The health district itself staffs two other sites — one in Groton and one in New London — that provide an additional two days of testing per week. 

McCormack said that the amount of testing a site can provide depends on several things — staffing availability, the amount of tests available and how much the lab is able to process. He said that without the help of the State, UNCAS would not be able to sustain the testing sites it has. 

Mansfield said that the health district and the municipalities are responsible for providing funding and logistical support for the Groton and New London sites. 

“That includes purchasing and providing tents, tables, chairs, signage, etc. in addition to the enormous burden of setting up the lines, traffic control, answering questions, etc,” Mansfield said in an email. 

The district does not pay for the tests — he said that testing providers bill either a person’s insurance company or, if someone does not have insurance, the provider can bill the federal government. 

McCormack said that people aren’t limited to certain testing sites based on where they live. However, Passero said that traveling out to Norwich or Old Saybrook — a 25 minute drive in either direction — wasn’t an option for many of the city residents.

“It’s not a realistic opportunity for a good portion of our population in New London,” said Passero. 

Passero told CT Examiner that New London was initially trying to reopen the testing facility at the local Community Health Center. The site, which was state-funded and ran seven days a week, shut down in June 2021.

In the interim, Ledge Light set up a testing site at the Senior Center, which was running one day a week. The site was recently moved to Ocean Beach Park because of the high level of traffic, said Passero.

Mansfield said he did not know when the Ocean Beach Park site would become state sponsored. The State Department of Public Health did not respond to multiple requests for comment.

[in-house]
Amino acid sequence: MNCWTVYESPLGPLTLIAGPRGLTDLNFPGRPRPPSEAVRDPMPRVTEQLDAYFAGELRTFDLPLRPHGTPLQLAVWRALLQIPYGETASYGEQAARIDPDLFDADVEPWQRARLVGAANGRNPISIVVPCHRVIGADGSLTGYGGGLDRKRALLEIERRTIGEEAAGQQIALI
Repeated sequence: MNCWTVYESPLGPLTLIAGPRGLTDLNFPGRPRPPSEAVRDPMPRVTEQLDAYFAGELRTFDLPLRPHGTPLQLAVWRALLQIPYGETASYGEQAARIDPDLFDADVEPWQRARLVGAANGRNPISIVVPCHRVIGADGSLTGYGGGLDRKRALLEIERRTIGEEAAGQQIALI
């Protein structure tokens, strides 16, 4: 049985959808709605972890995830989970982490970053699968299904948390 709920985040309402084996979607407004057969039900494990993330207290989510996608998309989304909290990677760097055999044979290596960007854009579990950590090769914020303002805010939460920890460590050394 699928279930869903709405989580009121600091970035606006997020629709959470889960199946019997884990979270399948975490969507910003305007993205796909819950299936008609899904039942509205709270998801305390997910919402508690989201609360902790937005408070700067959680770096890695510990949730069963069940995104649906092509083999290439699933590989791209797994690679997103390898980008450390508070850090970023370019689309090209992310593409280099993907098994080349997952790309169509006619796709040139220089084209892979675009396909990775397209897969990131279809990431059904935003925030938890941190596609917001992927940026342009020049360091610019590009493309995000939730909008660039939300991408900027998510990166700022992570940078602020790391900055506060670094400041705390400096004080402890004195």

The state is currently trying to increase testing capacity at multiple sites to keep up with demand. The state just expanded hours in its Norwich clinic, and state-sponsored testing sites in Middletown and Meriden are also planning to increase their testing capacity to deal with the surge in demand. On December 20, Gov. Ned Lamont announced that seven new state testing sites would be opened. 

The week before Christmas, 741 COVID cases were reported in the Ledge Light district. In the first week of January, that number more than doubled — to 1,628.

In the UNCAS district, the number of positive cases also doubled — from 638 the week of Christmas to more than 1,200 in the first week of January. 

McCormack said he knew that demand for the testing sites would continue — people who need to travel, undergo a medical procedure or get tested for work still need to have negative PCR tests. 

However, he said he hoped the availability of at-home test kits both from municipalities and at drug stores would help attenuate demand.

“I’m hoping that in the next week or two that will start to even out the lines a little bit or lessen the lines a little bit,” said McCormack. 

Latest from Emilia Otte